“The folk process,” according to The Vox Hunters, is to hear songs one way and learn them slightly wrong. “To change keys, change speed, change phrases and change words that don’t suit us,” they explain. “Rather than change ourselves to work for the song, we do the opposite.”
Pete Seeger would be proud.
In taking in the full panoramic of local folkies The Vox Hunters, it becomes inevitably clear that their music is of the moment. Their music is something to be a participant in rather than a spectator, a contributor rather than a listener and, in the end, it cannot remain the same song it was when it began.
The Vox Hunters is the collective work of local violin maker Armand Aromin and RISD Nature Lab Coordinator Benedict Gagliardi. Together they have taken the task of honoring tradition and made it into a living and spontaneous event that works to bring people, experiences, backgrounds, beer, tea and open minds into a space where everyone can learn the words and be part of something real.
“Our friend Debra Cowan likes to say that folk music is not a spectator sport,” Armand says. “Our pub sings are where the music is most pure and you can easily sense the value of the songs. The phrase that we use to describe the purpose of these events is ‘social singing.’ Instead of going to watch a movie or play a game, we meet up at Bucket Brewery or the Irish Ceilidhe Club and sing together.”
According to Armand, the “traditional” music they play are old songs “that are passed down orally from generation to generation, and have some social or cultural utility.” In a state rich with cultural heritage and waves of compounded immigrants carving out their niche on the sea, in the mills or on the farms, The Vox Hunters are serving as curators and performers of the folk songs that have found their way into the collective social consciousness. What begins as a hosted pub sing or sing-along often becomes the living memory of a roomful of people who are products of their culture. Armand points out, “The beautiful thing about these pub sings is that there is no setlist for the evening. It can start with a bunch of sea shanties, then someone might sing about coal mining, which might make someone else think of a similar song about farming, which then leads to a gospel song.”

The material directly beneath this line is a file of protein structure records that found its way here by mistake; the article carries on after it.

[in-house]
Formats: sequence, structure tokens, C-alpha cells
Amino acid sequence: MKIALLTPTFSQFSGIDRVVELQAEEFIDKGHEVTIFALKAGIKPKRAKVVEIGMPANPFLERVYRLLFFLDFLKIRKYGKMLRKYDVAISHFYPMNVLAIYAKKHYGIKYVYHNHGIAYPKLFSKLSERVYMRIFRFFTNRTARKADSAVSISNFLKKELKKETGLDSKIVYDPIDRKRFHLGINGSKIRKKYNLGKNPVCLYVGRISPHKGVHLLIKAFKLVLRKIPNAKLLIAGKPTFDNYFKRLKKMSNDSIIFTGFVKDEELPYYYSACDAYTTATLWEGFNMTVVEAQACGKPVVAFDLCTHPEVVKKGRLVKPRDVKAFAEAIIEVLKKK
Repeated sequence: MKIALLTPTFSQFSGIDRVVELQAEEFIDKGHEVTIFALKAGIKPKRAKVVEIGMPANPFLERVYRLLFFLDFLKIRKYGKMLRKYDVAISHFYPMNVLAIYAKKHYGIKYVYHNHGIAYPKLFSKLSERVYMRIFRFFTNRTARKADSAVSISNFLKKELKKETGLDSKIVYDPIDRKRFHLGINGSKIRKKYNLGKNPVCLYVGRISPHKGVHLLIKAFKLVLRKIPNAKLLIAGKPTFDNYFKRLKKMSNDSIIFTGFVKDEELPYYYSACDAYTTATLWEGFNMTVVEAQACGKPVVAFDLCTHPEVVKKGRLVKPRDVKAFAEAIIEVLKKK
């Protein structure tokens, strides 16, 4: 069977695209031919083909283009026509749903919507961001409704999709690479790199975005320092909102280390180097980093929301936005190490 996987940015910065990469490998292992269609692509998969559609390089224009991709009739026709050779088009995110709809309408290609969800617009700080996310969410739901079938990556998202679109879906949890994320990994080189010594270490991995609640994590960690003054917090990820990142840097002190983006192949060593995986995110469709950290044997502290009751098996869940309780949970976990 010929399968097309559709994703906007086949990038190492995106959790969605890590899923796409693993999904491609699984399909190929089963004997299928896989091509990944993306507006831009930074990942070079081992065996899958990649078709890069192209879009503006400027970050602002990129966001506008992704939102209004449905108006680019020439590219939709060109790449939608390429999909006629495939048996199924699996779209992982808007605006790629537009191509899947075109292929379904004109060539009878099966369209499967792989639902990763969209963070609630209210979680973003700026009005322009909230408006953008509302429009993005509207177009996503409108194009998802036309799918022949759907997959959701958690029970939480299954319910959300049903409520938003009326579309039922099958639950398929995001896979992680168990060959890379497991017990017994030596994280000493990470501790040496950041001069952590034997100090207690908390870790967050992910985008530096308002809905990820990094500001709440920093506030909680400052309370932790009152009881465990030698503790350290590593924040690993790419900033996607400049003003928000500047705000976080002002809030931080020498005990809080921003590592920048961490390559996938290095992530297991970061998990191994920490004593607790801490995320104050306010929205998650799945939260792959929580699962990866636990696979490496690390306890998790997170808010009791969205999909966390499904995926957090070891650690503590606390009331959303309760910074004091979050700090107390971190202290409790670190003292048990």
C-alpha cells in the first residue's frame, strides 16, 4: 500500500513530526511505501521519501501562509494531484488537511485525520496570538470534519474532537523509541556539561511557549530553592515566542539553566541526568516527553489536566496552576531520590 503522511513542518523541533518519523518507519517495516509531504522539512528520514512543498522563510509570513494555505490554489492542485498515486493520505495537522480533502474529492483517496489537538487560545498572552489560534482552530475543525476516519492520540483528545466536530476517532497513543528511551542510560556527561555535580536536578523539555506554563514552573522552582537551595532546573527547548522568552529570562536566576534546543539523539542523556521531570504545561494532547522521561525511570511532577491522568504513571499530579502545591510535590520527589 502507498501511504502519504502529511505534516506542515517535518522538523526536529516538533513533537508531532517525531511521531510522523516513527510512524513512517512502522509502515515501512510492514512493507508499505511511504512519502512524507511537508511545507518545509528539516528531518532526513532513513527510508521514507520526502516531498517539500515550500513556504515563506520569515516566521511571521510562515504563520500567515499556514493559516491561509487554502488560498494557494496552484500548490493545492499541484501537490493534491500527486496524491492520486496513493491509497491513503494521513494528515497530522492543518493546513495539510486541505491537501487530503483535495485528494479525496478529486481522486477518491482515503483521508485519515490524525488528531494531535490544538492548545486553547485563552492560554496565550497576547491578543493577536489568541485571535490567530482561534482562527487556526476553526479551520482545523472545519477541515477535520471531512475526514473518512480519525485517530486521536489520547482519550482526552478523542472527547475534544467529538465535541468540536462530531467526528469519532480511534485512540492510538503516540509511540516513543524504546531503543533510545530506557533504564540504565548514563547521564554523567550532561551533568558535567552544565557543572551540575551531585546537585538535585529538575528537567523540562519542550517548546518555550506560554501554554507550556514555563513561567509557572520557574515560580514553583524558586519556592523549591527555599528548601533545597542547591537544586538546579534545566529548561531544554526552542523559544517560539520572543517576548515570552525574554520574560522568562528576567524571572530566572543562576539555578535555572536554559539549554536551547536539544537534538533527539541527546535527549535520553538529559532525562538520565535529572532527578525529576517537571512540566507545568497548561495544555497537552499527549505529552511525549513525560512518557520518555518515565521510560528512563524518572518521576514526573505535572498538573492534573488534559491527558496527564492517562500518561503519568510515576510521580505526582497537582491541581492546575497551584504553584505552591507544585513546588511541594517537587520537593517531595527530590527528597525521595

In the coming year, The Vox Hunters hope to record an album and, true to folk form, let “old” songs dispel new injustices. In some sense, The Vox Hunters see their job in the next four years as a necessary call to arms, “In the troubling years ahead, we hope to use our music both to unite people in camaraderie but also to spread a positive message and a resistant message when necessary. Perhaps it’s time to add some new verses to those beloved civil rights songs that our generation has not needed to use as a tool before.”
Keep your ears tuned and your vocal chords warm, the next pub sing is just around the corner.
The Vox Hunters